Mobile CSP’s revenue streams are based on service usage and their major costs are subscriber churn, device subsidiaries and keeping their networks current. To differentiate themselves from their competitors, they focus on devices, price plans and network. The problem:
- They all have the same or similar devices and price plans.
- They all claim the fastest 4G/LTE network.
Within their domains, they have available both real-time and “static” or near real-time data. A small subset of available real-time data includes:
- Currently active identity and device(s)
- Current location, presence, availability
- Active content
- Charging preferences, prepaid balance
- Minutes and data usage
A small subset of “static” or near real-time data includes:
- Real Name and Billing address
- Number of devices
- Web-sites accessed, searches made
- Friends and Family, Business associates
- Defined preferences
- Content and genre purchased and downloaded
For CSP’s that also offer wireline, broadband and video services, this list can grow to include number of devices in the home, devices active, channels watched, time of day, days of the week and many more data items.
Each service provider also has multiple third-party partners that augment their services. These partners are also going to have more information about subscribers relevant to what, how and when services and content are accessed and utilized.
With 10, 20 or even 100 million plus subscribers initiating a combined millions of transactions each day, all of which gets distilled into data records, that is a massive amount of data that can be used to establish insights and intelligence about subscribers and understand their preferences.
Identity and Master Data
All of the above data items are tied together by the mobile number/account number which acts as the common Identity or primary key of the subscriber. By using master data management techniques such as centralization, virtualization and federation, CSP’s can establish a single, universal view of the individual subscribers.
With ongoing advances in analytics software, CSP’s have at their finger-tips the means to truly understand how their services are used and by whom. They can also define, redefine and fine-tune market segments, demographics and buying characteristics. As a result, it doesn’t take much imagination to brainstorm a list of ideas for service providers to:
- Personalize the service experience
- Develop enhanced loyalty management programs
- Enable targeted advertising specific to the individual’s preferences
Are there opportunities for service providers to differentiate themselves beyond just price plans and devices? Absolutely. There is a mountain of Big Data available to make it happen. With just a subset of the available data, there is much more that a service provider can do to enhance the experience of their subscribers. The category of personalization alone can create a whole new set of ideas and innovation.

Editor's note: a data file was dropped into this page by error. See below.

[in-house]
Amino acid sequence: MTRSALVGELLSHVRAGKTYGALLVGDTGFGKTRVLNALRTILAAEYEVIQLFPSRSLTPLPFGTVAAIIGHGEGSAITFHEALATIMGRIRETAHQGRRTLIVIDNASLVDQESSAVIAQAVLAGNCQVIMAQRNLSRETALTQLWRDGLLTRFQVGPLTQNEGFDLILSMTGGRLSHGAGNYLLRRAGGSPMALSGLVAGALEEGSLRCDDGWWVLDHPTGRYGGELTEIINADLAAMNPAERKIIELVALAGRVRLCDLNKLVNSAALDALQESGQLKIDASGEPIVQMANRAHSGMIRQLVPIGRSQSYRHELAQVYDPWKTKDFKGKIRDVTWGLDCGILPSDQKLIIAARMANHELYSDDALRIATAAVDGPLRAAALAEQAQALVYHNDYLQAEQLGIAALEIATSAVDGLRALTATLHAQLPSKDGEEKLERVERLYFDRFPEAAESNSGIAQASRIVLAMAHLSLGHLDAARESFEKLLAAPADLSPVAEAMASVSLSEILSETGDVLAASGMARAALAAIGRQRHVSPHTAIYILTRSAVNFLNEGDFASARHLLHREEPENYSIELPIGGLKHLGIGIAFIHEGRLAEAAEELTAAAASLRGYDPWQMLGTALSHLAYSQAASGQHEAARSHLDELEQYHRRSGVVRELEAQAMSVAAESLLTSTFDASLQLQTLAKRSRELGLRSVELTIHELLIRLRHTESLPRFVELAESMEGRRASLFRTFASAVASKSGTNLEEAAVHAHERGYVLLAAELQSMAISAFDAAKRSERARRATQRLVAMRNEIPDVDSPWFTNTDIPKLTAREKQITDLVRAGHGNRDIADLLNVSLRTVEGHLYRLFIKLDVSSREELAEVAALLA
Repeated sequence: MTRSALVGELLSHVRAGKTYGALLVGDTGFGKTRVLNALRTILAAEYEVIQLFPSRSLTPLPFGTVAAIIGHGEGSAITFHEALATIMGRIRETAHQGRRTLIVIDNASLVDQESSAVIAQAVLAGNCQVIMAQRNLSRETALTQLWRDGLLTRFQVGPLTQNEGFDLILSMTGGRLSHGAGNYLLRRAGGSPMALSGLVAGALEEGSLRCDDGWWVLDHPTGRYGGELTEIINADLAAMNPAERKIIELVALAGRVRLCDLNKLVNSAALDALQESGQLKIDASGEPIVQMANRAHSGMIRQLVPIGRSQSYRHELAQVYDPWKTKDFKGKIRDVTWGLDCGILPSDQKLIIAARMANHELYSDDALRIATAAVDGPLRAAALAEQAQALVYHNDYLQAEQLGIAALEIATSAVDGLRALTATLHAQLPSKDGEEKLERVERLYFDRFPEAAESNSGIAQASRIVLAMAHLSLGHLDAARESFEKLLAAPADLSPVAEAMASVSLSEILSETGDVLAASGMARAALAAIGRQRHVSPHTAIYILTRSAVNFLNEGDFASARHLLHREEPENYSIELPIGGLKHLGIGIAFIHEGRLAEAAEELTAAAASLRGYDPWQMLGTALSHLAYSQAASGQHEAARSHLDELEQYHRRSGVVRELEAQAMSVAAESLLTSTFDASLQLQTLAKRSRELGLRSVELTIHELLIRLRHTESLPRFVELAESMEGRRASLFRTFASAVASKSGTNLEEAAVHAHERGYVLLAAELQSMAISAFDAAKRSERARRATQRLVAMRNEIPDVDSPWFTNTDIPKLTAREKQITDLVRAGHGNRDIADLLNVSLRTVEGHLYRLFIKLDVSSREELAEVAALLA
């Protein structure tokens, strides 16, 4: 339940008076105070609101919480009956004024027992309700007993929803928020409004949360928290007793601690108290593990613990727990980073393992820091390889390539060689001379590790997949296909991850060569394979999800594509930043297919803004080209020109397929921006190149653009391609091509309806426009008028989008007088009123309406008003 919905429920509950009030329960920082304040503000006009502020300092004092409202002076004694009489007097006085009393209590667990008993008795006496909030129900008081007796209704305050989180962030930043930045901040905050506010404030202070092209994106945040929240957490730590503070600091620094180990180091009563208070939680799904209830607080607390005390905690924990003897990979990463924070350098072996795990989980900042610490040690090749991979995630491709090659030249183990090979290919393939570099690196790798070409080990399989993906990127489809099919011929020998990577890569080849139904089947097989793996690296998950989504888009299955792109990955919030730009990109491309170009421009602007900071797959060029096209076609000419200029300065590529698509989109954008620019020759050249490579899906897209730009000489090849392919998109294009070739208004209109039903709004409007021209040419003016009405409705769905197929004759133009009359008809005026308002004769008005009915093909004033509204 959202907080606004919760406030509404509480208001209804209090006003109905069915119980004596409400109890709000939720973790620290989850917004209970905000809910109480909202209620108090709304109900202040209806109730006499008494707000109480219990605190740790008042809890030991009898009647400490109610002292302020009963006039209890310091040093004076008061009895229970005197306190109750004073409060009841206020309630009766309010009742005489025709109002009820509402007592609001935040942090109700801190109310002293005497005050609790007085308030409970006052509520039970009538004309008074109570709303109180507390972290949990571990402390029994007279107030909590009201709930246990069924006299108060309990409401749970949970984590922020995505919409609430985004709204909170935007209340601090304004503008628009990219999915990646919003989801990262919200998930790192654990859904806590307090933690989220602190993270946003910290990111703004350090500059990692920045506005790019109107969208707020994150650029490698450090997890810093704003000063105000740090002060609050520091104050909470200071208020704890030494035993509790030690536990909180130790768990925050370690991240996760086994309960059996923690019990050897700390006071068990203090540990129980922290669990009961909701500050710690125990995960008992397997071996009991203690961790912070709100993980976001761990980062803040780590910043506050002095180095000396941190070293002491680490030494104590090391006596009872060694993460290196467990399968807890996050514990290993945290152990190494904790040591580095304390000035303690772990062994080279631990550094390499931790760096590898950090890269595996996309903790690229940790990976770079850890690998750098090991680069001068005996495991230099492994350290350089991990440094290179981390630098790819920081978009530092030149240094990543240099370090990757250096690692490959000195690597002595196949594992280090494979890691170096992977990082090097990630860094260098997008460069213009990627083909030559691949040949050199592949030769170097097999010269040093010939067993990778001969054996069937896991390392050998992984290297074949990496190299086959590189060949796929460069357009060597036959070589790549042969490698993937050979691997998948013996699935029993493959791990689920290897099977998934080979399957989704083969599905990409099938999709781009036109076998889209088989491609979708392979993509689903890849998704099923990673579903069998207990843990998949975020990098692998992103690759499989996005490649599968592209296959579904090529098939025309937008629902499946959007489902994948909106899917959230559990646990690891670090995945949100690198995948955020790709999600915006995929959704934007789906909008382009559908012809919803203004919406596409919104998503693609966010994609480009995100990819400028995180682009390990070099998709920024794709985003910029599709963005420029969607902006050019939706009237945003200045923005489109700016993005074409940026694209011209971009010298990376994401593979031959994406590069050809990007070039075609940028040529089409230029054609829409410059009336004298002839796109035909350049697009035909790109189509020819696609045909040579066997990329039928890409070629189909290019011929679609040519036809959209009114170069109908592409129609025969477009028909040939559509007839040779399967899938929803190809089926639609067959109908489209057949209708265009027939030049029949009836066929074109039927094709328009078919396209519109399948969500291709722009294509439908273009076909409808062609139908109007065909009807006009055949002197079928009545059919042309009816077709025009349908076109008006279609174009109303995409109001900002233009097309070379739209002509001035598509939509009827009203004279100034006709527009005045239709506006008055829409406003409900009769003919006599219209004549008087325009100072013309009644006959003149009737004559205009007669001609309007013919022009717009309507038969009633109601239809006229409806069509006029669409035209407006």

Corner Office Wisdom:
In order to think outside the box when it comes to finding new opportunities and enhancing your business, sometimes you just need to look inside the box.
Are you running out of time?
Everyone in business has multiple demands on their time. Everyone has a high-priority issue that needs to be resolved immediately and cannot wait any longer. Jim Rohn, a successful entrepreneur, had the expression: “Either you run the day or the day runs you.”
As a person who has been involved in multiple complex projects, prioritization of these demands is essential. For example, in my role as product manager, there were many departments, groups and individuals that I needed to communicate, coach and collaborate with on the direction of the product strategy. Groups that were associated with the product release process included:
• The Executive Team
• Sales/Sales Support
• Systems Engineering
• Product Development/Engineering
• Program Management
• Professional Services
• Customer Service
As the “CEO” of the product, it is easy to see how these groups would want your time and attention. Therefore, a critical skill to be successful is being able to organize your work tasks and prioritize them so that ongoing efforts to product GA are completed.
Everyone has different ways to organize their day but one of my coaches early in my career told me his method and it as has worked well. It was his TTD, or “Things-To-Do” list. It sounds simple but it works. The key was his ability to prioritize his list by asking key questions about each task and ranking the tasks accordingly. Some of the questions included:
1. Is the task directly tied to revenue?
2. When is the item due?
3. Who is it for?
4. What is the level of importance?
5. What is the estimated effort?
The list of questions above is certainly not a complete list. To use this method effectively, each person will need to make their own set of questions to assess their TTD list. Once the questions are completed and the list is prioritized, it is recommended to review the list each morning and/or at the end of each day. This is because there may be new information to influence the order of ranking, or more likely, there are new items to add and prioritize.
The reason this method works for me is that it gives me a clear focus on the highest priority items that need to be accomplished.
Corner Office Wisdom:
Each person is different and needs to determine what methods will work to make them successful. Using a TTD list has been a simple and effective tool that has aided my success.
Cross-training: A lesson from the World Cup
Watching the World Cup qualifying tournaments has been really enjoyable. It is always great to see individual talents performing at the highest levels. But what was even more enjoyable was seeing the teamwork demonstrated by the players. The teams that gelled the best were the ones that were the least selfish and supported their team mates.